Sunday, August 25, 2013
Greyhounds in the Field
Greyhound racing is taken very seriously in the village. They buy and sell them, know a great deal about them, what to look for and how to train them, they race them whenever they are arranged, and organize races themselves. Like anyone with a passionate for anything, they get together as much as possible to talk about dogs. They eat, sleep and breathe greyhounds. Their conversation can probably get rather dull. Fortunately I don't know any personally. I do know a lot of hunters, though, which is the other great passion in this region, and they can be very boring indeed. I imagine Mrs Hickory feels the same way when my father and I start to reminisce about that great Essex team of the '80's under Keith Fletcher…
Anyhow, despite their love of greyhounds, there are no dog tracks. The great stadiums of Romford and White City are not to be found in this region, or anywhere else in Spain (or even in Romford any more, I believe), rather the races are run in fields, from end to end, over some length that probably depends more on the space available than on any characteristics of the dogs, but those I have seen are over about 800 yards. Every summer, by tradition, we allow a morning’s racing on one of the fields nearer the village, at Festival time (now), in exchange for which we get tickets for the bullfight. (There used to be a ploughing competition as well, but since a dispute with a previous mayor it’s now held somewhere else.) So I sometimes go and see what the atmosphere is like and how it all works.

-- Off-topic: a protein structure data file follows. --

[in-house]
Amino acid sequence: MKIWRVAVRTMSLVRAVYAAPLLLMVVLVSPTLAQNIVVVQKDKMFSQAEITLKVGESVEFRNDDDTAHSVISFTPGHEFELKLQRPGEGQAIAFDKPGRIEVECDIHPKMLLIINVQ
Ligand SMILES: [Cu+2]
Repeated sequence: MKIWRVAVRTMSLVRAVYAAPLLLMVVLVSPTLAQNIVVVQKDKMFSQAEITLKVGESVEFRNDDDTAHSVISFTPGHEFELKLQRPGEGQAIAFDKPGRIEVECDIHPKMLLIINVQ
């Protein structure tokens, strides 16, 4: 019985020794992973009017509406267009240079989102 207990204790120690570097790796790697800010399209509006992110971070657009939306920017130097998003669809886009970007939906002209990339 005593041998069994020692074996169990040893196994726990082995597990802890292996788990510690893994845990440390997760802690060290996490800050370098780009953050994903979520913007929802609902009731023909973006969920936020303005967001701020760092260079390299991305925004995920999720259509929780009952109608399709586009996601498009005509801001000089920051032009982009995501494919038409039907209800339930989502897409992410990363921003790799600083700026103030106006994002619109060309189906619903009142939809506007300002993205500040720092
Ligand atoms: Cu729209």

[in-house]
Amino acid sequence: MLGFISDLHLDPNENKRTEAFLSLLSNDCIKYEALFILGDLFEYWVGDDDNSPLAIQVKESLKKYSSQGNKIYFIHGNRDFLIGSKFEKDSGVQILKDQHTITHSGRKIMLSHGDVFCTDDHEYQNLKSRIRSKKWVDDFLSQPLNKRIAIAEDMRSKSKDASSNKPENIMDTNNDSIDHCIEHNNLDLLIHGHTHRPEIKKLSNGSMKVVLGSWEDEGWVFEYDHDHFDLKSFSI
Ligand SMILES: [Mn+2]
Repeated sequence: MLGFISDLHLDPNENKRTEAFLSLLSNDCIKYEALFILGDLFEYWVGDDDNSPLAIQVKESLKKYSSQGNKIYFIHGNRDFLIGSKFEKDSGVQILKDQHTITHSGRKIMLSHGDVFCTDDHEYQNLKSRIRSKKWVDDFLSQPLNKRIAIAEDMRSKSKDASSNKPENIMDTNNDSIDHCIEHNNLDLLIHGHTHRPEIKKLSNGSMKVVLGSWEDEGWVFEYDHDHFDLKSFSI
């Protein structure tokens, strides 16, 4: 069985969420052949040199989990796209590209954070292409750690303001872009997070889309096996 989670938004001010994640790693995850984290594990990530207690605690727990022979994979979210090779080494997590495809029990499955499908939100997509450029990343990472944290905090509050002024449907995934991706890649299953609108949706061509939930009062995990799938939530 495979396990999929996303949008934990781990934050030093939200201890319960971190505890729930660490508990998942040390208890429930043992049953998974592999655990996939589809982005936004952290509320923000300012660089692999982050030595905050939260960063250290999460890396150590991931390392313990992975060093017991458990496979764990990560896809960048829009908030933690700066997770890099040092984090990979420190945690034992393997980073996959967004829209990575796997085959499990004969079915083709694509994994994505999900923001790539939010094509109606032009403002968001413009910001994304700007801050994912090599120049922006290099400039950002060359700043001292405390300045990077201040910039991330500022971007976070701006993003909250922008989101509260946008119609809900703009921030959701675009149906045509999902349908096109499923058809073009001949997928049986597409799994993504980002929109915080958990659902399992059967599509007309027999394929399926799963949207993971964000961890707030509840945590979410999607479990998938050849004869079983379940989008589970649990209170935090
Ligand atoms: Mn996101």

There is nothing complicated in the mechanics of greyhound racing- you point them in the same direction and let them go at the same time, much as though they were horses or Ethiopians- except that the motivation is provided by a hare, which they chase. The way in which they get the hare to operate is quite interesting. A long, thick stake with a kind of capstan on top is driven into the ground beyond the finish line. Through this threaded a steel cable which is then attached to the hare. A motorbike takes the hare down to the bottom of the field where the starting line is. The other end of the cable is wound round a spool attached to some kind of engine. In the photograph the engine is a car engine and the spool is adapted from the wheel of the car. This year the spool was mounted on the back of a van and had its own engine, which makes it easier to move around and gives you finer control over the hare. He was also somewhere about the middle of the course, so the cable must have been well over half a mile long. Once the race is underway, the hare driver keeps his wits about him and his eyes on the dogs, and keeps the hare at whatever the appropriate distance is considered to be. It looks to be about ten yards, though I assume he uses his judgement.
When the dogs reach the top of the field, such members of the organizing council as are still sober will have been deputed to judge the finish, and then everyone involved, and probably idle spectators as well, will argue at length about the result. In the end agreement will be reached and they begin to prepare the next race. It looks fun, and in fact, despite the picture I may have given, it is not chaotic or disorganized at all. As I said, they take it very seriously. Whenever I have seen it everything has gone off as intended, and the crowd has had a good time. Then everyone hides under the trees to eat sausages and drink a lot of wine until about one o’clock when it starts getting too hot and they drift home, doubtless nursing grievances about decisions gone against them, voicing suspicions of nobbling, and planning the next meeting.